- Have had major surgery in the last month
- Have an infection and need to have antibiotics through a drip into a vein
- Have certain heart problems
- Are known to be very sensitive to paclitaxel
- Have any other medical condition or mental health problem that the trial team thinks would affect you taking part in this trial
- Are pregnant or breastfeeding
This is a phase 2 trial. The researchers need 112 people to join.
This study is in 2 parts. In part 1, the researchers are looking at the side effects of having cobimetinib and paclitaxel. In the 2nd part, the researchers want to compare cobimetinib and paclitaxel with paclitaxel alone.
In part 1, 12 patients will have cobimetinib alongside paclitaxel. When the researchers have know more about the side effects then part 2 can begin.
Part 2 is randomised. 100 people will join this part of the trial. The people taking part are put into 2 different treatment groups by a computer. Neither you nor your doctor will be able to decide which group you are in.
- One group have paclitaxel and cobimetinib
- The other group have paclitaxel and a dummy drug (placebo)
Cobimetinib is a tablet. You have either cobimetinib or dummy tablets (which look exactly the same). You take 2 or 3 tablets once a day for 3 weeks of each treatment cycle starting on the 3rd day of the treatment cycle.
You have treatment for as long as it is helping you and the side effects aren’t too bad.
During the trial, the researchers take a number of blood samples. They will also ask for a sample of your cancer that was removed when you had surgery or a biopsy in the past and for another biopsy if your cancer gets worse. The researchers will use these samples to look for substances called biomarkers that may help them understand more about how cobimetinib and paclitaxel work together and how the drugs affect your tumour.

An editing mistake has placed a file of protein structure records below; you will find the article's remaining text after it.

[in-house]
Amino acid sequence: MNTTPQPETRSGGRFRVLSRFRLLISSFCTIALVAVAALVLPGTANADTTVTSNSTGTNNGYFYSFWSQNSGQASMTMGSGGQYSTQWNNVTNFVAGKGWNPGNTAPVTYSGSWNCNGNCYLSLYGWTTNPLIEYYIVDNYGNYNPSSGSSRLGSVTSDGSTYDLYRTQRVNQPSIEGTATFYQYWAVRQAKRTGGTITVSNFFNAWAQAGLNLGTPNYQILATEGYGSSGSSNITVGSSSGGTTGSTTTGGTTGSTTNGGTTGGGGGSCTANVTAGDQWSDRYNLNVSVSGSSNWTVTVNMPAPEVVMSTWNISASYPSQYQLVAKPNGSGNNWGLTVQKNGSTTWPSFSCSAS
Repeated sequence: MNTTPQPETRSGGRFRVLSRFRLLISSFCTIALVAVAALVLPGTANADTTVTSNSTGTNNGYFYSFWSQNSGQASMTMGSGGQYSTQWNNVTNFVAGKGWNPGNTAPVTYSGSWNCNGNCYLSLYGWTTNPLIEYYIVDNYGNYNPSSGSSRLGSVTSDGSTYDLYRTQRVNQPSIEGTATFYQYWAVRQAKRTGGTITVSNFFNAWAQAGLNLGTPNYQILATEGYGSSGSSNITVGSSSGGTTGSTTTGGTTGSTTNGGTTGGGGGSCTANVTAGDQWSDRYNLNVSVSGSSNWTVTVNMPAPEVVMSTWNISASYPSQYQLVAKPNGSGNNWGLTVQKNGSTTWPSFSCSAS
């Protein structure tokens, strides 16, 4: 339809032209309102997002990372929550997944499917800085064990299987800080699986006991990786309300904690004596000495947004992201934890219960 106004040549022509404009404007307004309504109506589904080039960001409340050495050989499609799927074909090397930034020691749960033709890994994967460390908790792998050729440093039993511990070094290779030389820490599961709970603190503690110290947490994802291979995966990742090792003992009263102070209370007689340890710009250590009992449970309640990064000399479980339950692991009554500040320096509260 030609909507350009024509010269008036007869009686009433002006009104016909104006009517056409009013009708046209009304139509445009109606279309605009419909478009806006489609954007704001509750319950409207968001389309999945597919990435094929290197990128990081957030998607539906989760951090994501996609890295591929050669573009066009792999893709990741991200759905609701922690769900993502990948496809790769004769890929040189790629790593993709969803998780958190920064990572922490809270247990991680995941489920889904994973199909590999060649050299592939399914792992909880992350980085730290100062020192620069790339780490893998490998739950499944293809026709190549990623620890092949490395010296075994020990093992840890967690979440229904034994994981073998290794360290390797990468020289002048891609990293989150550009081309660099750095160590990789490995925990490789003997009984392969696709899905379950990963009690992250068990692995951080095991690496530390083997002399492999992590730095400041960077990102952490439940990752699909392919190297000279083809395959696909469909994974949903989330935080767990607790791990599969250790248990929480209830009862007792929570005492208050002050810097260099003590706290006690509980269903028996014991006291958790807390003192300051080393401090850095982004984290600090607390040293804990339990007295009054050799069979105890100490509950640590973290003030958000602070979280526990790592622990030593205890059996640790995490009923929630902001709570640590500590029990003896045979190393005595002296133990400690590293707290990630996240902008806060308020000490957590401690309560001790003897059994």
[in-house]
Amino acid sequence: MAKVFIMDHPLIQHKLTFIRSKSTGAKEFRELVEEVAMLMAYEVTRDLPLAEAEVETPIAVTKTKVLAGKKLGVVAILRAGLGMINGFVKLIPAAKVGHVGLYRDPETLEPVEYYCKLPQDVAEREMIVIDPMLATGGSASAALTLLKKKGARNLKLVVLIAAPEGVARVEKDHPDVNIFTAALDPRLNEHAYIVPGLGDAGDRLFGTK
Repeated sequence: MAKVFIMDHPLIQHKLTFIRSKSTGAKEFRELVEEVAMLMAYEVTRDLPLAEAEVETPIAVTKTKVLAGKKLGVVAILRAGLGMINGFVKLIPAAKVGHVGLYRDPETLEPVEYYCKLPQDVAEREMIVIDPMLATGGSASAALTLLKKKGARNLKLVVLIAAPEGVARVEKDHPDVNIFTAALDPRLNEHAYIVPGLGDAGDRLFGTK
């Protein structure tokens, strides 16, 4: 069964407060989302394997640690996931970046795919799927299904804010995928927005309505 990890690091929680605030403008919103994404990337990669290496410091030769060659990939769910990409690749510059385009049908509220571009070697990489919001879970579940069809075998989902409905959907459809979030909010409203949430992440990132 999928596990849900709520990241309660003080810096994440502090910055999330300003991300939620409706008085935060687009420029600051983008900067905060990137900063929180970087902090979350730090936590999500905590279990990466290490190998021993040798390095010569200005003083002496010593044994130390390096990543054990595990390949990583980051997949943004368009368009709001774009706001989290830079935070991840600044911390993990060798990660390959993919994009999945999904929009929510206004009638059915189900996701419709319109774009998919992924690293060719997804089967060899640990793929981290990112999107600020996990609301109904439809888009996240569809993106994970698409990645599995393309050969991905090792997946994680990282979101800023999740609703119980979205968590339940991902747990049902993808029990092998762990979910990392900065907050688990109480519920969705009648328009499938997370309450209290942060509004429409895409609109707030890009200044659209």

The trial team will ask everybody taking part in the trial to complete some questionnaires before treatment starts and then regularly throughout treatment. These are called quality of life questionnaires. They look at how treatment affects you physically and emotionally.
You see the trial doctor to have some tests before taking part in the trial. These include
- Physical examination
- Blood and urine tests
- Heart trace (ECG) or MUGA
- CT scan or MRI scan
- Bone scan
- Eye examination
You go to hospital once a week for 3 weeks to have the paclitaxel. You take the cobimetinib or dummy drug at home. You see the trial doctor twice a month for a physical examination. You have regular blood tests and eye tests during treatment.
You have a CT or MRI scan every 2 months until your cancer gets worse. When you finish treatment the trial team will contact you every 3 months. They will either phone you or check your medical records to see how you are.
As cobimetinib is a new drug, there may be side effects that we don’t know about yet. The most common side effects so far include
- A drop in red blood cells causing tiredness
- Diarrhoea or constipation
- Feeling or being sick
- Tummy pain
- Swelling in your face, arms or legs
- Tiredness (fatigue)
- Changes to your liver
- Loss of appetite
- Low levels of potassium in your blood
- Skin rash
There is a very small risk of developing blurred vision while having cobimetinib. This is caused by a build up of fluid within the layers around the eye lens (the retina). This side effect is usually temporary and goes away when you stop taking the drug. You will have regular eye examinations during the trial to check for this.
We have information about the side effects of paclitaxel.
How to join a clinical trial
Dr Tamas Hickish